Ok, now this is just surreal. We’ve all heard the jokes about how there is a Starbucks on every street corner, and we know that statement is funny because it is (almost) true.
Everywhere you turn, no matter where you are, you’ll see that green and white logo—beside the gas station, across from your florist, atop the dog groomer’s studio. Starbucks simply appears out of nowhere, like Michael Meyers in Halloween.
But the world is, apparently, not enough: The Seattle-based coffee chain and global caffeine kingpin just announced plans to open 3,000 new stores in the Americas region by 2017, with half of those stores slotted for somewhere in the United States. That is staggering. Where in America is Starbucks going to build 1,500 new shops? And where are all of those customers coming from? Does the US have secret plans to colonize Antarctica? And why weren’t we told?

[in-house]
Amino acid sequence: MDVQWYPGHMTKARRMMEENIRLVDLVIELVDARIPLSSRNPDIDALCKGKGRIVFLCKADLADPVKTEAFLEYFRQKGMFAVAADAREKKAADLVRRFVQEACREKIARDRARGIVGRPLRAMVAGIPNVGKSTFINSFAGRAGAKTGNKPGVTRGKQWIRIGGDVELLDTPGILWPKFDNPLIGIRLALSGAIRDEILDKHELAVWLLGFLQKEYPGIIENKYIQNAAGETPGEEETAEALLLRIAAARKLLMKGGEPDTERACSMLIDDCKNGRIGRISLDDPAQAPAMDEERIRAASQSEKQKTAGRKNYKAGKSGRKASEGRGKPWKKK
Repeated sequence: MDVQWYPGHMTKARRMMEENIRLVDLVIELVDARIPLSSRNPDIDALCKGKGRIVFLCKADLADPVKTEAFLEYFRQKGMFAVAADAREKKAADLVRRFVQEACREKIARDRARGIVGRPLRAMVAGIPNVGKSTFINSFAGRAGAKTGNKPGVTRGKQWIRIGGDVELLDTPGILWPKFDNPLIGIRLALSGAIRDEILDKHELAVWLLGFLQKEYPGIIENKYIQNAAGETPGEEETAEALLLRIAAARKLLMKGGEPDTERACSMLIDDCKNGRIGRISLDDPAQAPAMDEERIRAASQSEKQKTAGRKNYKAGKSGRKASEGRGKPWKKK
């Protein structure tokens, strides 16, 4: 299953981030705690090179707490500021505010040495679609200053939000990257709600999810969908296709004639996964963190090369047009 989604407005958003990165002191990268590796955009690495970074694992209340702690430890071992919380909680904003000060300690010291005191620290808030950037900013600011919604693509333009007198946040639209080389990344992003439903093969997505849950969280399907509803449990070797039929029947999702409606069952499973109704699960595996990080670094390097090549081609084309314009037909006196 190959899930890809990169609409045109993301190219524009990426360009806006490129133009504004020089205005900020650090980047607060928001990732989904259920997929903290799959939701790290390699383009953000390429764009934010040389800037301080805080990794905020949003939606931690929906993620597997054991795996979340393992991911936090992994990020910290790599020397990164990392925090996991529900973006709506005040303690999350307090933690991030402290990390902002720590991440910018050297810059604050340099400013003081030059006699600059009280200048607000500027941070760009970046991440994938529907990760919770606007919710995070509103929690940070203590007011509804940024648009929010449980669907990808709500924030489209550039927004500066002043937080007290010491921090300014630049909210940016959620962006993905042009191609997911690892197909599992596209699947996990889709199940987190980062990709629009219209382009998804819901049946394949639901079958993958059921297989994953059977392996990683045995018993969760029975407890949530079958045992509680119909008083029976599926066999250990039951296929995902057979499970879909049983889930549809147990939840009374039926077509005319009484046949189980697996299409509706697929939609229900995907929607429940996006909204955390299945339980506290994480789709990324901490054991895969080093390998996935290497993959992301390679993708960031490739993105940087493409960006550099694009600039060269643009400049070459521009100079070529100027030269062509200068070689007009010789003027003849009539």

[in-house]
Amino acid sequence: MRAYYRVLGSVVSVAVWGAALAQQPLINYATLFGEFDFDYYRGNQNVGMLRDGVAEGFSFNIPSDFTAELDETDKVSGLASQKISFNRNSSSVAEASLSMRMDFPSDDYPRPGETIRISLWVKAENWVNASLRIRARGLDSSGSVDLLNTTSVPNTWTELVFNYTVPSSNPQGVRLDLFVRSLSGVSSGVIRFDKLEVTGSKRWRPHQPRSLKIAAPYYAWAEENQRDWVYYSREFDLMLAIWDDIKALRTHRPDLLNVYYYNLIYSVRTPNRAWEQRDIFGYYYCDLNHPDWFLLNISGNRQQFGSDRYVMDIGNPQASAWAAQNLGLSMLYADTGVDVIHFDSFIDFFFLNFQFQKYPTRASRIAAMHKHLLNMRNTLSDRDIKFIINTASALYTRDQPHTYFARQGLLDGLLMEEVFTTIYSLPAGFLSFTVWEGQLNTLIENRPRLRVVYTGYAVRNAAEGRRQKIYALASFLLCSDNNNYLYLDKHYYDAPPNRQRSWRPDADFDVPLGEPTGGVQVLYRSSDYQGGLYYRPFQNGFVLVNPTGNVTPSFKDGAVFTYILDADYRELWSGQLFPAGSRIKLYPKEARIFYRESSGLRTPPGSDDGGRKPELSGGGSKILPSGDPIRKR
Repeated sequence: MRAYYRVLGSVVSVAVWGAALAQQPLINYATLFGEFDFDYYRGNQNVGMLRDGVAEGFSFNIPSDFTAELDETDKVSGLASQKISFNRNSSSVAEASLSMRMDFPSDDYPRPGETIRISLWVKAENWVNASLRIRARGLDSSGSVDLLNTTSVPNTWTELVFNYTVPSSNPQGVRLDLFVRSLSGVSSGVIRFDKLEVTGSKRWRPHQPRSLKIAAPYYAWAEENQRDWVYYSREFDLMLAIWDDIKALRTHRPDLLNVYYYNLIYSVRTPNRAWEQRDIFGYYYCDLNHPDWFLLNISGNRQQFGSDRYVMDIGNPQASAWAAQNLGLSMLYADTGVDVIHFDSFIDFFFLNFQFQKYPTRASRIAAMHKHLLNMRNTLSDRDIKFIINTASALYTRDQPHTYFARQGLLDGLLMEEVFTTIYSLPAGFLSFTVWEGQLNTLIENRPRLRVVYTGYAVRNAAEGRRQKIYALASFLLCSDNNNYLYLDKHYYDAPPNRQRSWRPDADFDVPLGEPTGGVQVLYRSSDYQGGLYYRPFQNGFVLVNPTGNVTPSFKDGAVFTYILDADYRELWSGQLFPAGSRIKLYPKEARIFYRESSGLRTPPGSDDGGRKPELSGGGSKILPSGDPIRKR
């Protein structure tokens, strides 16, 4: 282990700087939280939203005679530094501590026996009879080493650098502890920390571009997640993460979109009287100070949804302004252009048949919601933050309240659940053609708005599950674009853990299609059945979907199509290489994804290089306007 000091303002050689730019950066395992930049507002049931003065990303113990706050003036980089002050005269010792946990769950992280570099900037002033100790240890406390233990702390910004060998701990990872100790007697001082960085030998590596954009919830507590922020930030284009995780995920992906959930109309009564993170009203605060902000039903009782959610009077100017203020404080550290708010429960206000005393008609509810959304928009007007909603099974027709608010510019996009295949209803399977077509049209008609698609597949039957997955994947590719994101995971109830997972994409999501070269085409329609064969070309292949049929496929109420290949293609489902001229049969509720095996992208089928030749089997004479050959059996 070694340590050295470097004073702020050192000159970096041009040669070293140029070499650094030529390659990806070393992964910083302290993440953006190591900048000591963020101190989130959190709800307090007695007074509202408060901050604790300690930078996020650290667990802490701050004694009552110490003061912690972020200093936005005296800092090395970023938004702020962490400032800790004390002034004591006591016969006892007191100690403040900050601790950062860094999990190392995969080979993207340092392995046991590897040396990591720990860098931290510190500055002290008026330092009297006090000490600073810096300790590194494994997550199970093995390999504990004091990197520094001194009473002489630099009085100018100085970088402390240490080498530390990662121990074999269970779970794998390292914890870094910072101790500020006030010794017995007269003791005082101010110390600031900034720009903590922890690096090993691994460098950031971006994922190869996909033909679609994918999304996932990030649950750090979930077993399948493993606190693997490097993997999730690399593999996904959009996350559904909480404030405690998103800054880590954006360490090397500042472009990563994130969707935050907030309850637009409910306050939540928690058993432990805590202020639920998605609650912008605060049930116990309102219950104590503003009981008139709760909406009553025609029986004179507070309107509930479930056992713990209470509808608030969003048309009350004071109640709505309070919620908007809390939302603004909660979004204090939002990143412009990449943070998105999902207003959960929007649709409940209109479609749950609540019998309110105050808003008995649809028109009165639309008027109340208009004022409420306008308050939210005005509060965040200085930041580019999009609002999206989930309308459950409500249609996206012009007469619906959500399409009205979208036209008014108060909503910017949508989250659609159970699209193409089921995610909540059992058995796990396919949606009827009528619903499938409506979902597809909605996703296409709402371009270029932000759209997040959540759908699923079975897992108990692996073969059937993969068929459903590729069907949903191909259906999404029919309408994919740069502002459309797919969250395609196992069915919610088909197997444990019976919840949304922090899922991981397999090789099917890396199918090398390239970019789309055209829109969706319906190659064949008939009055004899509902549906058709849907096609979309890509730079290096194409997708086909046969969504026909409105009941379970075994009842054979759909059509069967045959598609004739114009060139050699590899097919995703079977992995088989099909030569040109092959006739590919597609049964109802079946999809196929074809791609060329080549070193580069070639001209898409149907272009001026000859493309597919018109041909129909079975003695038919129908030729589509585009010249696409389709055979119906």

Capitalism is an American game–and Starbucks is clearly winning in a big way. But will the public reach a saturation point? We recently reported on the price shock of the new $7 ‘grande’ cup of Geisha varietal coffee. For those of us on a budget, that total just seems absurd. It would appear, however, that America and the rest of the world can’t get enough of Starbucks–the brand plans to have more than 20,000 retail stores on six continents (sorry Antarctica) by 2014.
Across the globe Starbucks is becoming to beverages what soccer is to sports—except Starbucks is also wildly popular in America. As PR professionals, we can’t help but speculate on the tipping point: When, if ever, will the brand peak? Yes, the public is hooked on the taste of Starbucks coffee, the feel of the stores and the brand’s ethical values, but sometimes there can be too much of a good thing.
After all, how many times have you made plans to meet friends at Starbucks and spent an awkward moment waiting for the inevitable question:
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